The ongoing frenzy over Mad Men, which recently landed the Emmy for best drama series for the second straight year, has me thinking about my father-in-law and his group of cronies in Monterey, California. I wrote a book about these guys some years back, called The Girl Watchers Club. For over 30 years, they got together every week to shoot the breeze about their jobs, their families, and the world at large and, invariably, to reminisce about the war in which they’d all served. Though they were perhaps a few years older than the sharks who populate Mad Men’s Sterling Cooper Ad Agency—as every devotee of the show knows, lead character Don Draper’s war was Korea, not World War II—the era in which the show is set was their time also, the period when they were most fully involved in nurturing their careers and raising their young families and otherwise building an America very different from the one we know today. And though the creators of Mad Men are obsessed with period accuracy—so much so, according to Vanity Fair, that even the books on Draper’s office shelves match the time—for many of us who recall those recent yet oddly unfamiliar days, the show gets some of the biggest things all wrong.
No mystery there, since in its depiction of the fifties and early sixties, Mad Men faithfully reflects the dominant liberal view of that era as a time of rampant materialism, spiritless conformity, and reflexive bigotry. The corollary is that we were redeemed—liberated—not just by the civil rights movement but by the antiwar, feminist, and sexual-liberation crusades that followed. So ubiquitous is this view that its adherents can scarcely mention Ozzie and Harriet, Father Knows Best, or Leave It to Beaver, even in print, without sneering. Almost any graduate of today’s public schools will tell you, and plenty of their aging antiwar moms and dads will agree, that their grandparents were racist, sexist, and shockingly homophobic, and that’s before you even get to the hypocrisy that characterized their interpersonal relations.
In this view, needless to say, we are so much better than all that today. As New York Times op-ed columnist Timothy Egan summed it up in his paean to Mad Men, the half-century from then to now has been a steady “march toward a more tolerant, equitable, less socially inauthentic society.” And sure, there is plenty of basis for that judgment. My father-in-law, Moe Turner, used to beat himself up over how, growing up in Arkansas under the American version of apartheid, he’d been so blind to the evil playing out daily before his eyes. Nor can excuses be made for any number of other social attitudes that prevailed back then. But what Moe and his buddies also understood was how much about that despised time was good and worthy, and how much we have lost with its passing.
Start with family life. Back then, under 8 percent of American children were born out of wedlock annually. Today, that figure is close to 40 percent overall and fully 70 percent in the black community—which, for all the other hardships it faced 50 years ago, saw only 20 percent of black kids born to a single mother. Then, too, the divorce rate has more than quadrupled since 1960, today standing in the vicinity of 50 percent.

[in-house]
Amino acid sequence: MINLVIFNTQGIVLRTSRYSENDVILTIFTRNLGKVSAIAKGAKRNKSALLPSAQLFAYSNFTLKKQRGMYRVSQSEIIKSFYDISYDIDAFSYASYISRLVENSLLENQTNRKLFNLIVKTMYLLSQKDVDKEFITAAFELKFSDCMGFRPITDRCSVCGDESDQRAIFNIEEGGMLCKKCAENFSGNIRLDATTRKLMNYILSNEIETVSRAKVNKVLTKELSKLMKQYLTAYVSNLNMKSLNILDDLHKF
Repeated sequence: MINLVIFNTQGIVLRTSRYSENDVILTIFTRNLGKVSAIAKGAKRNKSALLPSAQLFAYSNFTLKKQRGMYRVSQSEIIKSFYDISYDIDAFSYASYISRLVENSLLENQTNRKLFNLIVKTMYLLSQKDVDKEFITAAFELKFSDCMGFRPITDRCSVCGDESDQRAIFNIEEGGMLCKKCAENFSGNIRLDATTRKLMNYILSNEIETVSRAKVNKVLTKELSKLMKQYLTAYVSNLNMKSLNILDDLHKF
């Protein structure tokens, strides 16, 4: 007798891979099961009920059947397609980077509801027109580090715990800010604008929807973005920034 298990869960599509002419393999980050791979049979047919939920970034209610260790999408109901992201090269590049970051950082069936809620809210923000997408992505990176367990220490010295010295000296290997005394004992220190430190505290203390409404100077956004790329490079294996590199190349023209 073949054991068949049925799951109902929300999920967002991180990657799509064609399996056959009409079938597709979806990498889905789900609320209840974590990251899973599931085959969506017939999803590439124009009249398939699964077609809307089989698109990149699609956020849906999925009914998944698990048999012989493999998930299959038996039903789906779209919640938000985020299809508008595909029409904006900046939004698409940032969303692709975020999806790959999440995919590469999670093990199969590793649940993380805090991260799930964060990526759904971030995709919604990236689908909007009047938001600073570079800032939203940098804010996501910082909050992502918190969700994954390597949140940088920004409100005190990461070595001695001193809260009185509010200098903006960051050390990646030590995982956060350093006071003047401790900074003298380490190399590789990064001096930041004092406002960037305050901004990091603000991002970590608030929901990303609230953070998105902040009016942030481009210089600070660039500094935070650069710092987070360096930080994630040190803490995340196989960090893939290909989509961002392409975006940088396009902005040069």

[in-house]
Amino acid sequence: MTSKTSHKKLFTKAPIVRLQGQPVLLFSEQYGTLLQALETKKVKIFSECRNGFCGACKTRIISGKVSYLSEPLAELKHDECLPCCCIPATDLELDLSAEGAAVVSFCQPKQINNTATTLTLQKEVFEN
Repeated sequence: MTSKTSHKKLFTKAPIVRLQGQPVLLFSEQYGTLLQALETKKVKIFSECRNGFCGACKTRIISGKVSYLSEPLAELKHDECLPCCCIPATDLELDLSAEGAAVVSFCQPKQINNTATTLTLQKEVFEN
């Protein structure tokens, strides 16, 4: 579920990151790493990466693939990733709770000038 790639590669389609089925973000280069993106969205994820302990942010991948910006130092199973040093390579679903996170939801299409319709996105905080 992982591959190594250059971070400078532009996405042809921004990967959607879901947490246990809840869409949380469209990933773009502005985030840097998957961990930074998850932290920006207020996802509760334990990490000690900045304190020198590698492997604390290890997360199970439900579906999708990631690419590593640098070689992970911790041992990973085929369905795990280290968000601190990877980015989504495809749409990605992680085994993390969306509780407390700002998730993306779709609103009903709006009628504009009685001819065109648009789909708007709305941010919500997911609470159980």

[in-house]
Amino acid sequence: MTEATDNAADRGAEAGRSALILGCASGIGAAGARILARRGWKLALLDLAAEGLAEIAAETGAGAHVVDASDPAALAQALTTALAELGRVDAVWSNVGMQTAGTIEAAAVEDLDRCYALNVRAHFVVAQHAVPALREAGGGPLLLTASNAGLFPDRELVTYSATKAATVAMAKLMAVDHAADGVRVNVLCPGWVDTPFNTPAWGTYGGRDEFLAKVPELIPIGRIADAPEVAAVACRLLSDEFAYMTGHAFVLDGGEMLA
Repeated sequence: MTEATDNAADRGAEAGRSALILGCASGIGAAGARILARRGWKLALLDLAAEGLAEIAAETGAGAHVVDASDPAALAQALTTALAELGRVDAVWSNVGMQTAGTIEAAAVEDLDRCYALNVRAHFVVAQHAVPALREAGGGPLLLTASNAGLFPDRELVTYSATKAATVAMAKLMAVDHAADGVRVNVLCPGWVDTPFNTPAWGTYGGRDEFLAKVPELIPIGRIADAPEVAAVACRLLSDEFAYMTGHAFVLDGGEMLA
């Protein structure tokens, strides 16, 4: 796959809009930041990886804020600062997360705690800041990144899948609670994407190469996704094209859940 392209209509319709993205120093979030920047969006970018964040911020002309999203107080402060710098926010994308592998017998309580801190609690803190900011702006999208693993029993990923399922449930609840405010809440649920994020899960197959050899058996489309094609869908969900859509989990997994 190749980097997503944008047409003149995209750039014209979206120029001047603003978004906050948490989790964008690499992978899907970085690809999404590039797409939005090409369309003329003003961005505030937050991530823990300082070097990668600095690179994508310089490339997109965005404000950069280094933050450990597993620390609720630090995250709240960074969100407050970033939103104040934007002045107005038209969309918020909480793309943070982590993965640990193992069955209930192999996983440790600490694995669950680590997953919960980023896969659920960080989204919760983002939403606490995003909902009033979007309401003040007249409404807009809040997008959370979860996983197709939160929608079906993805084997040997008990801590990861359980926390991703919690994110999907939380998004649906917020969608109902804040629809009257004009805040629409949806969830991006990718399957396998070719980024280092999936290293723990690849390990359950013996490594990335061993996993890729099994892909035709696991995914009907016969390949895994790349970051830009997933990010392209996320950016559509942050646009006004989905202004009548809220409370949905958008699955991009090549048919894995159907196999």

Of course, for many liberals, the low divorce rates of old are just more evidence of that era’s hypocrisy. One iconic scene in Mad Men has serial adulterer Draper watching Leave It to Beaver with the kids while his wife gets some payback with a pickup in a bar bathroom. But the Girl Watchers, all of them long married, would tell you that sticking through the tough times wasn’t just what you did back then; it was the essence of the thing, what made it work. And, yes, if it came to that, people often did stay together for the children, and there was honor in that also. It’s no accident that the term “latchkey kid” was not coined until decades later.
In fact, we kids growing up in the fifties were better off in all sorts of ways. Mad Men has lots of fun showing the Drapers heedlessly clouding their children in secondhand smoke and letting them run around in dry-cleaner cellophane. But in that less fearful and blissfully P.C.-free age, we also learned independence and resilience by roaming the neighborhood unsupervised and playing dodgeball at recess. And though it’s hard to imagine in a time when eight-year-olds are robbed of innocence by everything from Miley Cyrus to the smutty double entendres of Two and a Half Men, our TV shows—Wagon Train and, yes, Beaver—offered lessons in bravery, honesty, and doing the right thing. In school, our teachers and history texts stressed America’s founding ideals and the remarkable individuals who’d struggled to bring them to life, and we came of age with a straightforward, uncynical love of country wholly alien to children today. (My friends and I used to take particular pride in the fact that the U.S. had never lost a war—the War of 1812 and the Korean War counted as ties.) But how could it be otherwise, when our parents, the Greatest-Generation-to-be, felt the same way?
For the Girl Watchers, the loss of national faith during the Vietnam War was a source of both confusion and regret. “There was perfectly good reason to dislike the war,” a crusty old guy named Boyd Huff said of this most alarming change of all. “What I could never understand was . . . how so many young people could doubt the fundamental goodness of the country.”